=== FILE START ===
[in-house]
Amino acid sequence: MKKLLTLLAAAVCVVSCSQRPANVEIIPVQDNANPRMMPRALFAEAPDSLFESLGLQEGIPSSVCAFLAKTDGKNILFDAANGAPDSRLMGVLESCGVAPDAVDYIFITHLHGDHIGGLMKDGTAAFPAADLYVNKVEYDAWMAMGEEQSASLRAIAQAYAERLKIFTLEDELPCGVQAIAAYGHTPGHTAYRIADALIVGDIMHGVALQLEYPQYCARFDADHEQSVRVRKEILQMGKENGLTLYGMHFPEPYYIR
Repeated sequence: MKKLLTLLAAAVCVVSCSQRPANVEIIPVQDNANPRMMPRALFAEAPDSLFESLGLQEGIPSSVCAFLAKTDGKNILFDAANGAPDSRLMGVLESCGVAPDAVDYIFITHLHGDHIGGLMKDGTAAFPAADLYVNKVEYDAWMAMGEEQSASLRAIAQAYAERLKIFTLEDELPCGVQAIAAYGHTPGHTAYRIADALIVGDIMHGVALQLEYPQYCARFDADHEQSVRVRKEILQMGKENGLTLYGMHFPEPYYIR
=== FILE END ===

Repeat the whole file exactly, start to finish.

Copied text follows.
[in-house]
Amino acid sequence: MKKLLTLLAAAVCVVSCSQRPANVEIIPVQDNANPRMMPRALFAEAPDSLFESLGLQEGIPSSVCAFLAKTDGKNILFDAANGAPDSRLMGVLESCGVAPDAVDYIFITHLHGDHIGGLMKDGTAAFPAADLYVNKVEYDAWMAMGEEQSASLRAIAQAYAERLKIFTLEDELPCGVQAIAAYGHTPGHTAYRIADALIVGDIMHGVALQLEYPQYCARFDADHEQSVRVRKEILQMGKENGLTLYGMHFPEPYYIR
Repeated sequence: MKKLLTLLAAAVCVVSCSQRPANVEIIPVQDNANPRMMPRALFAEAPDSLFESLGLQEGIPSSVCAFLAKTDGKNILFDAANGAPDSRLMGVLESCGVAPDAVDYIFITHLHGDHIGGLMKDGTAAFPAADLYVNKVEYDAWMAMGEEQSASLRAIAQAYAERLKIFTLEDELPCGVQAIAAYGHTPGHTAYRIADALIVGDIMHGVALQLEYPQYCARFDADHEQSVRVRKEILQMGKENGLTLYGMHFPEPYYIR